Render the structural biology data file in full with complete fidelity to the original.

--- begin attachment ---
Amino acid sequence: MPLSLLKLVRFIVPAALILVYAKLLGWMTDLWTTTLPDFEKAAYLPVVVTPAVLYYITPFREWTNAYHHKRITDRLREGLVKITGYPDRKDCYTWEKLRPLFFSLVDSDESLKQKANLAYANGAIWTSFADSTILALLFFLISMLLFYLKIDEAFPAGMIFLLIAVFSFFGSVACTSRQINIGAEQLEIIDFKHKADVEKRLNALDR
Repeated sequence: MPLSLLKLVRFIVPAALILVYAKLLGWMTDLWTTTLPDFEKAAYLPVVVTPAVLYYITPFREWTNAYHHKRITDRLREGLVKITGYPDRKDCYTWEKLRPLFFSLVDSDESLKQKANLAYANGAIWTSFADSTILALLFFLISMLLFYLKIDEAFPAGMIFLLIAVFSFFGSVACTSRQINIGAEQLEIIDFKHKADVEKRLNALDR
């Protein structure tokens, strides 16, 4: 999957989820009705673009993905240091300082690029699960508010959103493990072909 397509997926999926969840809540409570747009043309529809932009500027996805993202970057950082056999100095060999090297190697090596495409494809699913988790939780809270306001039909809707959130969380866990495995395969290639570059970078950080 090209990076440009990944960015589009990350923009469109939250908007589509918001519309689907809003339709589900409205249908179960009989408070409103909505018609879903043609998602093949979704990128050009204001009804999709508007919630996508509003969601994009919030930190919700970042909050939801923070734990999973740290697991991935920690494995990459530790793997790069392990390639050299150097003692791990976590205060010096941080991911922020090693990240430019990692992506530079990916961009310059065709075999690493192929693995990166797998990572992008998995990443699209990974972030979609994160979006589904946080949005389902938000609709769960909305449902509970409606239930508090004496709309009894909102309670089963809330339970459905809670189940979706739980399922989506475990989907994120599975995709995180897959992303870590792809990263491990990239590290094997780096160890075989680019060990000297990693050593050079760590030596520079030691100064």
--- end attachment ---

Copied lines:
Amino acid sequence: MPLSLLKLVRFIVPAALILVYAKLLGWMTDLWTTTLPDFEKAAYLPVVVTPAVLYYITPFREWTNAYHHKRITDRLREGLVKITGYPDRKDCYTWEKLRPLFFSLVDSDESLKQKANLAYANGAIWTSFADSTILALLFFLISMLLFYLKIDEAFPAGMIFLLIAVFSFFGSVACTSRQINIGAEQLEIIDFKHKADVEKRLNALDR
Repeated sequence: MPLSLLKLVRFIVPAALILVYAKLLGWMTDLWTTTLPDFEKAAYLPVVVTPAVLYYITPFREWTNAYHHKRITDRLREGLVKITGYPDRKDCYTWEKLRPLFFSLVDSDESLKQKANLAYANGAIWTSFADSTILALLFFLISMLLFYLKIDEAFPAGMIFLLIAVFSFFGSVACTSRQINIGAEQLEIIDFKHKADVEKRLNALDR
């Protein structure tokens, strides 16, 4: 999957989820009705673009993905240091300082690029699960508010959103493990072909 397509997926999926969840809540409570747009043309529809932009500027996805993202970057950082056999100095060999090297190697090596495409494809699913988790939780809270306001039909809707959130969380866990495995395969290639570059970078950080 090209990076440009990944960015589009990350923009469109939250908007589509918001519309689907809003339709589900409205249908179960009989408070409103909505018609879903043609998602093949979704990128050009204001009804999709508007919630996508509003969601994009919030930190919700970042909050939801923070734990999973740290697991991935920690494995990459530790793997790069392990390639050299150097003692791990976590205060010096941080991911922020090693990240430019990692992506530079990916961009310059065709075999690493192929693995990166797998990572992008998995990443699209990974972030979609994160979006589904946080949005389902938000609709769960909305449902509970409606239930508090004496709309009894909102309670089963809330339970459905809670189940979706739980399922989506475990989907994120599975995709995180897959992303870590792809990263491990990239590290094997780096160890075989680019060990000297990693050593050079760590030596520079030691100064």